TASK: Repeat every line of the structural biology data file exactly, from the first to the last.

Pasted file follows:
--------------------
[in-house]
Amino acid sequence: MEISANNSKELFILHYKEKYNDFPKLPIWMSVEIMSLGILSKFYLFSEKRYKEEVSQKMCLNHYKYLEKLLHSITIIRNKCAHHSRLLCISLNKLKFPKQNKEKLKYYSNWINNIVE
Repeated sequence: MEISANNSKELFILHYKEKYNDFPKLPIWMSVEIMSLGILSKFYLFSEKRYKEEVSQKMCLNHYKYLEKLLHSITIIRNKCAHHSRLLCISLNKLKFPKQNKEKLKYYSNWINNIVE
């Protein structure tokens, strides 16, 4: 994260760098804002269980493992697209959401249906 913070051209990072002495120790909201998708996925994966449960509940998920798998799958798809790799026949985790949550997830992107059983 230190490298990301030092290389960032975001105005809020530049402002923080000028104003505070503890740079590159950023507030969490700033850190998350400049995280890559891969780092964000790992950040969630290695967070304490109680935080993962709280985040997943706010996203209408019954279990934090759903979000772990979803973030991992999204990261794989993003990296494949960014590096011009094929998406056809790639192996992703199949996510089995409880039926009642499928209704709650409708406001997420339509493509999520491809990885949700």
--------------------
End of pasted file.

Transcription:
[in-house]
Amino acid sequence: MEISANNSKELFILHYKEKYNDFPKLPIWMSVEIMSLGILSKFYLFSEKRYKEEVSQKMCLNHYKYLEKLLHSITIIRNKCAHHSRLLCISLNKLKFPKQNKEKLKYYSNWINNIVE
Repeated sequence: MEISANNSKELFILHYKEKYNDFPKLPIWMSVEIMSLGILSKFYLFSEKRYKEEVSQKMCLNHYKYLEKLLHSITIIRNKCAHHSRLLCISLNKLKFPKQNKEKLKYYSNWINNIVE
């Protein structure tokens, strides 16, 4: 994260760098804002269980493992697209959401249906 913070051209990072002495120790909201998708996925994966449960509940998920798998799958798809790799026949985790949550997830992107059983 230190490298990301030092290389960032975001105005809020530049402002923080000028104003505070503890740079590159950023507030969490700033850190998350400049995280890559891969780092964000790992950040969630290695967070304490109680935080993962709280985040997943706010996203209408019954279990934090759903979000772990979803973030991992999204990261794989993003990296494949960014590096011009094929998406056809790639192996992703199949996510089995409880039926009642499928209704709650409708406001997420339509493509999520491809990885949700």